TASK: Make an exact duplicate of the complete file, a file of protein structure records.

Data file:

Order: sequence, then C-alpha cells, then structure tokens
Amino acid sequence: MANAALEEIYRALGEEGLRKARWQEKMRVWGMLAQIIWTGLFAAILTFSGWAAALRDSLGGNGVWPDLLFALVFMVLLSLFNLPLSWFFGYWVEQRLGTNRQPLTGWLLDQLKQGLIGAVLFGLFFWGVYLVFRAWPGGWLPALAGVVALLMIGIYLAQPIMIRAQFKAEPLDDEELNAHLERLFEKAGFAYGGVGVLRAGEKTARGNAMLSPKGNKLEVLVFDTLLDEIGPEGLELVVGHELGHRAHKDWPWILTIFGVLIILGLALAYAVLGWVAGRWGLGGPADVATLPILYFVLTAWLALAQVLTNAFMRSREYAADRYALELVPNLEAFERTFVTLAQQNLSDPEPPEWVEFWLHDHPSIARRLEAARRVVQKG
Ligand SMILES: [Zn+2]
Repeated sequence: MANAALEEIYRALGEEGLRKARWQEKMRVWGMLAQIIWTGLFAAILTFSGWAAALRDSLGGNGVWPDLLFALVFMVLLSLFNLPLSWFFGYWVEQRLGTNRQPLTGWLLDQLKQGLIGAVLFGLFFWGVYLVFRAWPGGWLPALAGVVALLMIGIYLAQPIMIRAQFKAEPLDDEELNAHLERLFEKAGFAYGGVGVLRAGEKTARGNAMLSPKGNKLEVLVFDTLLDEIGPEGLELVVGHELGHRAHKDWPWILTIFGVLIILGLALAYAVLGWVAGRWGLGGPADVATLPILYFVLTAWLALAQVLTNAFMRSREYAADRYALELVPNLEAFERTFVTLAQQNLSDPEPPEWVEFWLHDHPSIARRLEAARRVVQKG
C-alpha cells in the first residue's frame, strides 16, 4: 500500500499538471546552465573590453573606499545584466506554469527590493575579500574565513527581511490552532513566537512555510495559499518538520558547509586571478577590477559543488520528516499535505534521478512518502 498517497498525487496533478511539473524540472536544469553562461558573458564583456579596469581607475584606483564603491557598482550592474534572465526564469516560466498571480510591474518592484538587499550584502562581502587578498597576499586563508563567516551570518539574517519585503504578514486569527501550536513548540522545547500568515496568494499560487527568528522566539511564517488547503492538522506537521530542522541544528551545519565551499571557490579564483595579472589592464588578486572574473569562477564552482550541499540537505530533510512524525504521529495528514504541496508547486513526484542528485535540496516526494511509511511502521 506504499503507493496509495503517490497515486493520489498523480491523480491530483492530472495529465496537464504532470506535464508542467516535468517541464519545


Order: sequence, then C-alpha cells, then structure tokens
Amino acid sequence: MANAALEEIYRALGEEGLRKARWQEKMRVWGMLAQIIWTGLFAAILTFSGWAAALRDSLGGNGVWPDLLFALVFMVLLSLFNLPLSWFFGYWVEQRLGTNRQPLTGWLLDQLKQGLIGAVLFGLFFWGVYLVFRAWPGGWLPALAGVVALLMIGIYLAQPIMIRAQFKAEPLDDEELNAHLERLFEKAGFAYGGVGVLRAGEKTARGNAMLSPKGNKLEVLVFDTLLDEIGPEGLELVVGHELGHRAHKDWPWILTIFGVLIILGLALAYAVLGWVAGRWGLGGPADVATLPILYFVLTAWLALAQVLTNAFMRSREYAADRYALELVPNLEAFERTFVTLAQQNLSDPEPPEWVEFWLHDHPSIARRLEAARRVVQKG
Ligand SMILES: [Zn+2]
Repeated sequence: MANAALEEIYRALGEEGLRKARWQEKMRVWGMLAQIIWTGLFAAILTFSGWAAALRDSLGGNGVWPDLLFALVFMVLLSLFNLPLSWFFGYWVEQRLGTNRQPLTGWLLDQLKQGLIGAVLFGLFFWGVYLVFRAWPGGWLPALAGVVALLMIGIYLAQPIMIRAQFKAEPLDDEELNAHLERLFEKAGFAYGGVGVLRAGEKTARGNAMLSPKGNKLEVLVFDTLLDEIGPEGLELVVGHELGHRAHKDWPWILTIFGVLIILGLALAYAVLGWVAGRWGLGGPADVATLPILYFVLTAWLALAQVLTNAFMRSREYAADRYALELVPNLEAFERTFVTLAQQNLSDPEPPEWVEFWLHDHPSIARRLEAARRVVQKG
C-alpha cells in the first residue's frame, strides 16, 4: 500500500499538471546552465573590453573606499545584466506554469527590493575579500574565513527581511490552532513566537512555510495559499518538520558547509586571478577590477559543488520528516499535505534521478512518502 498517497498525487496533478511539473524540472536544469553562461558573458564583456579596469581607475584606483564603491557598482550592474534572465526564469516560466498571480510591474518592484538587499550584502562581502587578498597576499586563508563567516551570518539574517519585503504578514486569527501550536513548540522545547500568515496568494499560487527568528522566539511564517488547503492538522506537521530542522541544528551545519565551499571557490579564483595579472589592464588578486572574473569562477564552482550541499540537505530533510512524525504521529495528514504541496508547486513526484542528485535540496516526494511509511511502521 506504499503507493496509495503517490497515486493520489498523480491523480491530483492530472495529465496537464504532470506535464508542467516535468517541464519545